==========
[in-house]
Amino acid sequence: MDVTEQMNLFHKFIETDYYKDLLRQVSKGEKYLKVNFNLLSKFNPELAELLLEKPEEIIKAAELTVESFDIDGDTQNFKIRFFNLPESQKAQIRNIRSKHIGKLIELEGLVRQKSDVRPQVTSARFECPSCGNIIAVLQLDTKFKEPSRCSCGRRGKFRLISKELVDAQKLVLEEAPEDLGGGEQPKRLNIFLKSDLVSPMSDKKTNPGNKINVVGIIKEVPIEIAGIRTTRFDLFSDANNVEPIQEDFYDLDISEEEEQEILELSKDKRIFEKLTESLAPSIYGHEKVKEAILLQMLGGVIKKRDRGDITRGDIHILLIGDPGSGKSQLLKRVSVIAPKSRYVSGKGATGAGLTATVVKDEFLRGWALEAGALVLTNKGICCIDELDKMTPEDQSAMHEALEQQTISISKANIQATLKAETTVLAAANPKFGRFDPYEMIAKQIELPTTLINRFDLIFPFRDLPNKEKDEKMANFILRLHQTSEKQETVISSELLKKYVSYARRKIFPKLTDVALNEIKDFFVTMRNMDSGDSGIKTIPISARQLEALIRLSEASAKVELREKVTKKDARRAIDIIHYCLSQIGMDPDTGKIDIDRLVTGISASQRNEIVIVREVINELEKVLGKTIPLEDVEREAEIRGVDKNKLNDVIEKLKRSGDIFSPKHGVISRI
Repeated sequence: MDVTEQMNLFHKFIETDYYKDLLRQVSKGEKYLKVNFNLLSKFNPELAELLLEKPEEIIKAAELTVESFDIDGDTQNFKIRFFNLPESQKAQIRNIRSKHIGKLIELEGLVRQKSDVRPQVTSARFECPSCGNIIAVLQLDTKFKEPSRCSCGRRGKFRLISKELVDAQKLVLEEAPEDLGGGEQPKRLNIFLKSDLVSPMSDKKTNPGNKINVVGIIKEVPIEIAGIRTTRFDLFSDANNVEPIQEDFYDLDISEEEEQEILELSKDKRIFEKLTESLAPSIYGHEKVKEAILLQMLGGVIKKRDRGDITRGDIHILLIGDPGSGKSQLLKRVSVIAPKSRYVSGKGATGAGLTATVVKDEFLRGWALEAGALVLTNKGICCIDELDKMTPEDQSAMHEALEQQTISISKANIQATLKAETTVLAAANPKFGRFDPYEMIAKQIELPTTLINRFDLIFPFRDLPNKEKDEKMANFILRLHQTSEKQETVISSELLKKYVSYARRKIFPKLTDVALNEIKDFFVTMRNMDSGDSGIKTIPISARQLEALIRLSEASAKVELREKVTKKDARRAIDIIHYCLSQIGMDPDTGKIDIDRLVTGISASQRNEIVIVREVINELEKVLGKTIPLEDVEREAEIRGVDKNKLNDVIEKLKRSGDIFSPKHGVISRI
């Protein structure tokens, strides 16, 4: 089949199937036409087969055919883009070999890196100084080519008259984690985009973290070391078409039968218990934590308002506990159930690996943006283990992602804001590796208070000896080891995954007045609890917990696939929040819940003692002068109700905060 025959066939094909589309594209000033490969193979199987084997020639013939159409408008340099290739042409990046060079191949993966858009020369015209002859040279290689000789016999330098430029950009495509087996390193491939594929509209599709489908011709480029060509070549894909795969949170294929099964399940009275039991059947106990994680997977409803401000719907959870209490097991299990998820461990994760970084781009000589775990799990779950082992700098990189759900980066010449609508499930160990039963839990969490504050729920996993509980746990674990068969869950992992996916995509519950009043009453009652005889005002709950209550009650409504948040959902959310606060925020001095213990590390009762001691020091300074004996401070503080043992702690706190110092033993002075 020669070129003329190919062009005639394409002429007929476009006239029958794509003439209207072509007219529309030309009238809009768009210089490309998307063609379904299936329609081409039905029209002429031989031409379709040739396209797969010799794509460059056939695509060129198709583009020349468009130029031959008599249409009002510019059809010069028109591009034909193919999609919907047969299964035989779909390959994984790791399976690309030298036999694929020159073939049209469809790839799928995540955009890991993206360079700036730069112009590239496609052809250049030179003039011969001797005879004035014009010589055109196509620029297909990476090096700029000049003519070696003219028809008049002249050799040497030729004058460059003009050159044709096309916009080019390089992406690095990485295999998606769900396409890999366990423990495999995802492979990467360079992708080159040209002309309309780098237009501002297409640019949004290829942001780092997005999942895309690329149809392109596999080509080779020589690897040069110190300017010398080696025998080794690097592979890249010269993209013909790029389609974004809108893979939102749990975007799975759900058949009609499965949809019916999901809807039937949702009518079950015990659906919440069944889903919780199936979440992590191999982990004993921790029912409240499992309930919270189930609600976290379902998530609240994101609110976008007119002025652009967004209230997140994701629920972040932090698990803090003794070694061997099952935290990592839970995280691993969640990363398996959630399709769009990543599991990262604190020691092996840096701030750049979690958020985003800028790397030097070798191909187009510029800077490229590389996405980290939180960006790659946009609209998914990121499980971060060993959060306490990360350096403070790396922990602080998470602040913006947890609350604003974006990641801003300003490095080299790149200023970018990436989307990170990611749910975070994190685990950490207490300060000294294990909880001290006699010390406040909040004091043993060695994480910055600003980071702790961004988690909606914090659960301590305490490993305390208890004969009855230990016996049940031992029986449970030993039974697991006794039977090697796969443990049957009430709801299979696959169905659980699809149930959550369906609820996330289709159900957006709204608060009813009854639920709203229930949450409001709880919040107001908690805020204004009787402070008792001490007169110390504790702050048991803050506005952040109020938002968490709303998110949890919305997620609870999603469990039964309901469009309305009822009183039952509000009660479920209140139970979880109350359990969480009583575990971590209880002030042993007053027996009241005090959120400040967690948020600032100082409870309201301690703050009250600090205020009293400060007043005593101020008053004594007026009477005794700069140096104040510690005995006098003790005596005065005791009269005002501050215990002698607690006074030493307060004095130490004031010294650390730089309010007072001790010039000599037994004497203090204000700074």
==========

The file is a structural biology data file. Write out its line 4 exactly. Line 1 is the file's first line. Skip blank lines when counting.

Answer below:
């Protein structure tokens, strides 16, 4: 089949199937036409087969055919883009070999890196100084080519008259984690985009973290070391078409039968218990934590308002506990159930690996943006283990992602804001590796208070000896080891995954007045609890917990696939929040819940003692002068109700905060 025959066939094909589309594209000033490969193979199987084997020639013939159409408008340099290739042409990046060079191949993966858009020369015209002859040279290689000789016999330098430029950009495509087996390193491939594929509209599709489908011709480029060509070549894909795969949170294929099964399940009275039991059947106990994680997977409803401000719907959870209490097991299990998820461990994760970084781009000589775990799990779950082992700098990189759900980066010449609508499930160990039963839990969490504050729920996993509980746990674990068969869950992992996916995509519950009043009453009652005889005002709950209550009650409504948040959902959310606060925020001095213990590390009762001691020091300074004996401070503080043992702690706190110092033993002075 020669070129003329190919062009005639394409002429007929476009006239029958794509003439209207072509007219529309030309009238809009768009210089490309998307063609379904299936329609081409039905029209002429031989031409379709040739396209797969010799794509460059056939695509060129198709583009020349468009130029031959008599249409009002510019059809010069028109591009034909193919999609919907047969299964035989779909390959994984790791399976690309030298036999694929020159073939049209469809790839799928995540955009890991993206360079700036730069112009590239496609052809250049030179003039011969001797005879004035014009010589055109196509620029297909990476090096700029000049003519070696003219028809008049002249050799040497030729004058460059003009050159044709096309916009080019390089992406690095990485295999998606769900396409890999366990423990495999995802492979990467360079992708080159040209002309309309780098237009501002297409640019949004290829942001780092997005999942895309690329149809392109596999080509080779020589690897040069110190300017010398080696025998080794690097592979890249010269993209013909790029389609974004809108893979939102749990975007799975759900058949009609499965949809019916999901809807039937949702009518079950015990659906919440069944889903919780199936979440992590191999982990004993921790029912409240499992309930919270189930609600976290379902998530609240994101609110976008007119002025652009967004209230997140994701629920972040932090698990803090003794070694061997099952935290990592839970995280691993969640990363398996959630399709769009990543599991990262604190020691092996840096701030750049979690958020985003800028790397030097070798191909187009510029800077490229590389996405980290939180960006790659946009609209998914990121499980971060060993959060306490990360350096403070790396922990602080998470602040913006947890609350604003974006990641801003300003490095080299790149200023970018990436989307990170990611749910975070994190685990950490207490300060000294294990909880001290006699010390406040909040004091043993060695994480910055600003980071702790961004988690909606914090659960301590305490490993305390208890004969009855230990016996049940031992029986449970030993039974697991006794039977090697796969443990049957009430709801299979696959169905659980699809149930959550369906609820996330289709159900957006709204608060009813009854639920709203229930949450409001709880919040107001908690805020204004009787402070008792001490007169110390504790702050048991803050506005952040109020938002968490709303998110949890919305997620609870999603469990039964309901469009309305009822009183039952509000009660479920209140139970979880109350359990969480009583575990971590209880002030042993007053027996009241005090959120400040967690948020600032100082409870309201301690703050009250600090205020009293400060007043005593101020008053004594007026009477005794700069140096104040510690005995006098003790005596005065005791009269005002501050215990002698607690006074030493307060004095130490004031010294650390730089309010007072001790010039000599037994004497203090204000700074």